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Knowledge and Skills Statement

Response skills: listening, speaking, reading, writing, and thinking using multiple texts. The student responds to an increasingly challenging variety of sources that are read, heard, or viewed.

Ask students a question and observe their oral responses.

  • When students respond to a text or a question about the text, the teacher can ask, “How did you decide that?” or “How do you know?” Students need to be able to recall a part of a text that supports their responses.
  • The teacher can ask students to prove it to ensure they understand how to use text evidence to support an appropriate response. For example, after students read an informational text about the sun, the teacher could ask, “What is the sun?” If the child responds, “A star,” the teacher can say, “How do you know?” Students may then respond, “I know because the story tells us right here that the sun is a star.” Students will be able to point to the exact part of the text that answers the question.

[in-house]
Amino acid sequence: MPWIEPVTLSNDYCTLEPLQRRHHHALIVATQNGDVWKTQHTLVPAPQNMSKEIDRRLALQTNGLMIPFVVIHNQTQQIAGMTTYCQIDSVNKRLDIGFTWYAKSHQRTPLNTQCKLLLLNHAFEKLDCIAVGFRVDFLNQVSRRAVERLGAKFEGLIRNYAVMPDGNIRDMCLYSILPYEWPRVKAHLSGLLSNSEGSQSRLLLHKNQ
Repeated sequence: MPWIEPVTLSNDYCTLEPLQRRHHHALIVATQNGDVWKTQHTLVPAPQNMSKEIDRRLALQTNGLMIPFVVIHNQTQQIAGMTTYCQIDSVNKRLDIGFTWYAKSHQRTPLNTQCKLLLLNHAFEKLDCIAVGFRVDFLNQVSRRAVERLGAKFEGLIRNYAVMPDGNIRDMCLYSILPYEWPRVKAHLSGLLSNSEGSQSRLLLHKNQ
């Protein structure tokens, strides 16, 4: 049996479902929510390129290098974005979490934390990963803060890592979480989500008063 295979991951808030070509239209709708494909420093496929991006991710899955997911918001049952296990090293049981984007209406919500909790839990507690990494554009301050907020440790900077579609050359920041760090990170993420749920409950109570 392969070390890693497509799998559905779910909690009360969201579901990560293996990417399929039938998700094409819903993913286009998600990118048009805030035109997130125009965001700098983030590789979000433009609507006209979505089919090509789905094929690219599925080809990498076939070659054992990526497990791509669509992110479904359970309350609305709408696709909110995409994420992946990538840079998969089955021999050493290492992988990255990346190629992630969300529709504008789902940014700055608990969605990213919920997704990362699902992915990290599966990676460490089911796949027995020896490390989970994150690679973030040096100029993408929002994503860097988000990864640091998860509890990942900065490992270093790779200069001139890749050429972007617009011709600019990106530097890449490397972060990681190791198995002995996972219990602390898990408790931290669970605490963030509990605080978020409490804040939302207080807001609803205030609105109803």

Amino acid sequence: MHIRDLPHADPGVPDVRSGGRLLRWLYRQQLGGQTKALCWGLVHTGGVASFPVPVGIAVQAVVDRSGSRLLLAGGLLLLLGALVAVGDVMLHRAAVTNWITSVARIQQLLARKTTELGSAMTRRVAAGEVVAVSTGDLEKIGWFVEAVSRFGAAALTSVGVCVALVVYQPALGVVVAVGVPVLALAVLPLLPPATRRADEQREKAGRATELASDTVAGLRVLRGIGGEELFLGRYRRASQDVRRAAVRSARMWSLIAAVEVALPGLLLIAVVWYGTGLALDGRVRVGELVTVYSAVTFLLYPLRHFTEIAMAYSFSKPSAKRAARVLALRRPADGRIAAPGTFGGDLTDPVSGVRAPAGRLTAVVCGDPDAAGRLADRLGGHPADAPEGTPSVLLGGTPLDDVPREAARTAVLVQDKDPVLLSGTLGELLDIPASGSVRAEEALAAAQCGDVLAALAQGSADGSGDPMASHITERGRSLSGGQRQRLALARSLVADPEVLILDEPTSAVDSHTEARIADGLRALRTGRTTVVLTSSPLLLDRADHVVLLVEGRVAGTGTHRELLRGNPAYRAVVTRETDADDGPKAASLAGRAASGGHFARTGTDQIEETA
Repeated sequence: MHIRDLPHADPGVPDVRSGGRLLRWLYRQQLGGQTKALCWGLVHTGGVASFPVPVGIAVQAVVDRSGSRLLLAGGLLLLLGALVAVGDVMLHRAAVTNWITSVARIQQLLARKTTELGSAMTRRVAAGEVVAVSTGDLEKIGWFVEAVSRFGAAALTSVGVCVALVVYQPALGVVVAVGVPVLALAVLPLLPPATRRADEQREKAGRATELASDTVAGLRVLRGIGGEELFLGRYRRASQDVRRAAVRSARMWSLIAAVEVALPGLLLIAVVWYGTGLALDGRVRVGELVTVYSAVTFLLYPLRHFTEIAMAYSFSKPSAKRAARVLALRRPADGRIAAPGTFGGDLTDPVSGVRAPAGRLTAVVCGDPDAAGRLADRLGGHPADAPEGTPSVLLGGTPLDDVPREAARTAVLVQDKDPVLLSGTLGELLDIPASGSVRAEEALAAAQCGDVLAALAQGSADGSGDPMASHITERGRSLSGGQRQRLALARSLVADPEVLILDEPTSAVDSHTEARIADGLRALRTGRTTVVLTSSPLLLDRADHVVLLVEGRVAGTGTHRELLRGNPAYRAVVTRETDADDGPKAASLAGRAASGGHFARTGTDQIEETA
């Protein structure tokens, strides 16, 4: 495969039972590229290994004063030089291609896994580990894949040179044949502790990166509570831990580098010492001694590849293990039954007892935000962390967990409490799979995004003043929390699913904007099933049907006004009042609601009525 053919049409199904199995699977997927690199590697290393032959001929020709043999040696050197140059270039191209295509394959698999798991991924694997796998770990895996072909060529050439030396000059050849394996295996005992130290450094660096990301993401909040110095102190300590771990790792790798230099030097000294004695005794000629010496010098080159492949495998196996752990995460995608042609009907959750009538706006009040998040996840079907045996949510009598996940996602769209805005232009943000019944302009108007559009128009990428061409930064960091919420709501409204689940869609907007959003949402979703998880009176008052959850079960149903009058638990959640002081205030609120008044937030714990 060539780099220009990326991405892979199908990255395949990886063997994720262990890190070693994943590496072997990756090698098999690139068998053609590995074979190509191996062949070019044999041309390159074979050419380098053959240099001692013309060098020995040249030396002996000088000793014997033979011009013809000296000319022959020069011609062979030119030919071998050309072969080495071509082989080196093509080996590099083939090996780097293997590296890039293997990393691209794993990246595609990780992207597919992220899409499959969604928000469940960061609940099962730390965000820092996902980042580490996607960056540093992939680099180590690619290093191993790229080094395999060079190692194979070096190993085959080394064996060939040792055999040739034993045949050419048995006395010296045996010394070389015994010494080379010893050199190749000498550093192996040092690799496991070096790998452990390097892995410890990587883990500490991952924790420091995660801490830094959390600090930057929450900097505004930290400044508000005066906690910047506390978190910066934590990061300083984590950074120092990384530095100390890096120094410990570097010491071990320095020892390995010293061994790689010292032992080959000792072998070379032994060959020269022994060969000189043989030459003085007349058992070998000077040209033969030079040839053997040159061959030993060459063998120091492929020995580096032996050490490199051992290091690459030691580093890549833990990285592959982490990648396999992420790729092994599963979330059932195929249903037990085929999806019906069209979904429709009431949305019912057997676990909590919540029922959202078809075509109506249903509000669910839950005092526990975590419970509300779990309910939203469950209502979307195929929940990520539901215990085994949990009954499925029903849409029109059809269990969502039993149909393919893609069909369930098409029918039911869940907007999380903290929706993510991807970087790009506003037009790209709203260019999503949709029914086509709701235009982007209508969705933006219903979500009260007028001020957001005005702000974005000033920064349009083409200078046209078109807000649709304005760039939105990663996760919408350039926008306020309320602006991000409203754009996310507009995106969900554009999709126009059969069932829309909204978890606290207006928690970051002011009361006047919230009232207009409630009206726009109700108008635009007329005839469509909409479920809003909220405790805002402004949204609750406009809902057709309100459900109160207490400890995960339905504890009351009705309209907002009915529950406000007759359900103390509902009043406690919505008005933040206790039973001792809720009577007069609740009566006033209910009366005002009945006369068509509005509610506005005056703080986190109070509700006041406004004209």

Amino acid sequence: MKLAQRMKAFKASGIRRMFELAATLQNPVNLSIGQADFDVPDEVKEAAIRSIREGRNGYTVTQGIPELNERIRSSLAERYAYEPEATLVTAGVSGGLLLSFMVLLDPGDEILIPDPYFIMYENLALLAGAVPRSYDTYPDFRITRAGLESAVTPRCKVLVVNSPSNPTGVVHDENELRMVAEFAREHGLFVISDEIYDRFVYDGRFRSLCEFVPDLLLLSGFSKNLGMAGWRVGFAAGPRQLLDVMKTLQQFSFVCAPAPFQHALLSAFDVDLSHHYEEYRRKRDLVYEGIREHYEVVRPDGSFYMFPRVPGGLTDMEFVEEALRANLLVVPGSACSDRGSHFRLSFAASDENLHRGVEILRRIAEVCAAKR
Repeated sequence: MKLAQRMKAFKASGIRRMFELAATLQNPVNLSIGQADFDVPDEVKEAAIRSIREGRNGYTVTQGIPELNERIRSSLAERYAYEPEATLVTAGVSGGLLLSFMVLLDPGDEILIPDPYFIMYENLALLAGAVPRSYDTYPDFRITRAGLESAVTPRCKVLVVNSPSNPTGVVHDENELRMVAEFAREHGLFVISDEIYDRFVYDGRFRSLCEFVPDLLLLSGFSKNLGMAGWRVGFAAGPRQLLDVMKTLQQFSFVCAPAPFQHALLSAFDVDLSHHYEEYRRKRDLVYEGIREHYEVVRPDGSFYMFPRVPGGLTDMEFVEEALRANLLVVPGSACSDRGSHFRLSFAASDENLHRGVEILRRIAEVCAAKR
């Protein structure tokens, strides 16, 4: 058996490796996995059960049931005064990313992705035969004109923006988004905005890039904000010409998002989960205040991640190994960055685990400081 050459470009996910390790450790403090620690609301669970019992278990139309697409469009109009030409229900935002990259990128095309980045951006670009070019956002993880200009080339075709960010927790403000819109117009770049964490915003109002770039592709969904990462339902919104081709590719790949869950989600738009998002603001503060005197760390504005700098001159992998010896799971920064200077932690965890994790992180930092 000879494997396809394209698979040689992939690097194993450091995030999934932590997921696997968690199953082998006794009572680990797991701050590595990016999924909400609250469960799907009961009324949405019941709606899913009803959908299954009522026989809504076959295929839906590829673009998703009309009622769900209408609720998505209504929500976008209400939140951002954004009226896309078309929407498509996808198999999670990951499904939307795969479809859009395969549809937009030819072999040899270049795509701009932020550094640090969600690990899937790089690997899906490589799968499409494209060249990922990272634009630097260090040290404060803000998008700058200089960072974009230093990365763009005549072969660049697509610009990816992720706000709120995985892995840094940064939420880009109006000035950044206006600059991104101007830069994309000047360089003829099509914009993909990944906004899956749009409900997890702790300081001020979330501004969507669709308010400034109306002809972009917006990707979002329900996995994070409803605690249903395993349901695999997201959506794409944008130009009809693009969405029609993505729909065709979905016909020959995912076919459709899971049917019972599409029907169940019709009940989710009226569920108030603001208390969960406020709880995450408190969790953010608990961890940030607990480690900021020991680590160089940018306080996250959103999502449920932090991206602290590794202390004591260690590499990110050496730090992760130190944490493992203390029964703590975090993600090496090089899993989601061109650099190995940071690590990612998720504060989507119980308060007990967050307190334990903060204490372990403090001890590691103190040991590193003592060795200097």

The teacher can observe student responses in a whole-group, small-group, or individual setting. Teachers can track student understanding and progress through anecdotal notes or a checklist.

In first grade, text evidence may involve a student pointing to the part of the text that reinforces the student’s response or paraphrasing a part in the story that supports the student’s thinking.
Students are expected to use information taken directly from texts to justify their responses. It is important that students understand that their responses must be based on actual ideas presented in a reading piece and not on their personal opinions about the topic being discussed.